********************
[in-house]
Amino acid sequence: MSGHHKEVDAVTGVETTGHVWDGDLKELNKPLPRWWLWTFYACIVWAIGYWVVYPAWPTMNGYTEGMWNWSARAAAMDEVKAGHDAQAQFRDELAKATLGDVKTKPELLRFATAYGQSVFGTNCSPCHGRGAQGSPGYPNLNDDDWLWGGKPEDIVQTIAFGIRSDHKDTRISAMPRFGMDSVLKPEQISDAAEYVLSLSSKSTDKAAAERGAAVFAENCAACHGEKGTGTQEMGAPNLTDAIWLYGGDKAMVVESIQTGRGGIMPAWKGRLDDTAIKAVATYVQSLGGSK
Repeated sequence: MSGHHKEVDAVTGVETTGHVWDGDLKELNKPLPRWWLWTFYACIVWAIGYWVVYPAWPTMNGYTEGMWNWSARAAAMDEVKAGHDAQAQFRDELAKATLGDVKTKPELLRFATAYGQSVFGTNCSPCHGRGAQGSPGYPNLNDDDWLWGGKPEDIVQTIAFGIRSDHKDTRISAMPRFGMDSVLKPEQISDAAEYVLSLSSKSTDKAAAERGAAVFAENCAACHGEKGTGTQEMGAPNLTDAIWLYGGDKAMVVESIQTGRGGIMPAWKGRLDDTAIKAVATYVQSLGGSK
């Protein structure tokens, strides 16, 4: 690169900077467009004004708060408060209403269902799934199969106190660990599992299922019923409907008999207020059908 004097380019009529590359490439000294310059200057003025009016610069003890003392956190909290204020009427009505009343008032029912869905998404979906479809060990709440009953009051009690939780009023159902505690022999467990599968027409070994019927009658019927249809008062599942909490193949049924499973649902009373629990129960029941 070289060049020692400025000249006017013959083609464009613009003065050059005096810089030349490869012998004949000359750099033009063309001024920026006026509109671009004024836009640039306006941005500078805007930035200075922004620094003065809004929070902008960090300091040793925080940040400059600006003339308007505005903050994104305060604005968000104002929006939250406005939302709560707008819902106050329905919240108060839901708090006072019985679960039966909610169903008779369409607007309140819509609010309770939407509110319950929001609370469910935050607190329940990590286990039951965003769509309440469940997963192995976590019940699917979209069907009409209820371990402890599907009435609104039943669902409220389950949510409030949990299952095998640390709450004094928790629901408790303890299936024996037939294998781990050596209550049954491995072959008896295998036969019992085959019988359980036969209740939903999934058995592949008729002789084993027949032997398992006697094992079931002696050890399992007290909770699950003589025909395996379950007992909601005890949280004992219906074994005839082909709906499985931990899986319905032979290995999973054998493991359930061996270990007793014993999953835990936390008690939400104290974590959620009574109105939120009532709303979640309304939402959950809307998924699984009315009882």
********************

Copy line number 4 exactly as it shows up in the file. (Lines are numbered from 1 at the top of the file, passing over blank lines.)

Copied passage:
């Protein structure tokens, strides 16, 4: 690169900077467009004004708060408060209403269902799934199969106190660990599992299922019923409907008999207020059908 004097380019009529590359490439000294310059200057003025009016610069003890003392956190909290204020009427009505009343008032029912869905998404979906479809060990709440009953009051009690939780009023159902505690022999467990599968027409070994019927009658019927249809008062599942909490193949049924499973649902009373629990129960029941 070289060049020692400025000249006017013959083609464009613009003065050059005096810089030349490869012998004949000359750099033009063309001024920026006026509109671009004024836009640039306006941005500078805007930035200075922004620094003065809004929070902008960090300091040793925080940040400059600006003339308007505005903050994104305060604005968000104002929006939250406005939302709560707008819902106050329905919240108060839901708090006072019985679960039966909610169903008779369409607007309140819509609010309770939407509110319950929001609370469910935050607190329940990590286990039951965003769509309440469940997963192995976590019940699917979209069907009409209820371990402890599907009435609104039943669902409220389950949510409030949990299952095998640390709450004094928790629901408790303890299936024996037939294998781990050596209550049954491995072959008896295998036969019992085959019988359980036969209740939903999934058995592949008729002789084993027949032997398992006697094992079931002696050890399992007290909770699950003589025909395996379950007992909601005890949280004992219906074994005839082909709906499985931990899986319905032979290995999973054998493991359930061996270990007793014993999953835990936390008690939400104290974590959620009574109105939120009532709303979640309304939402959950809307998924699984009315009882």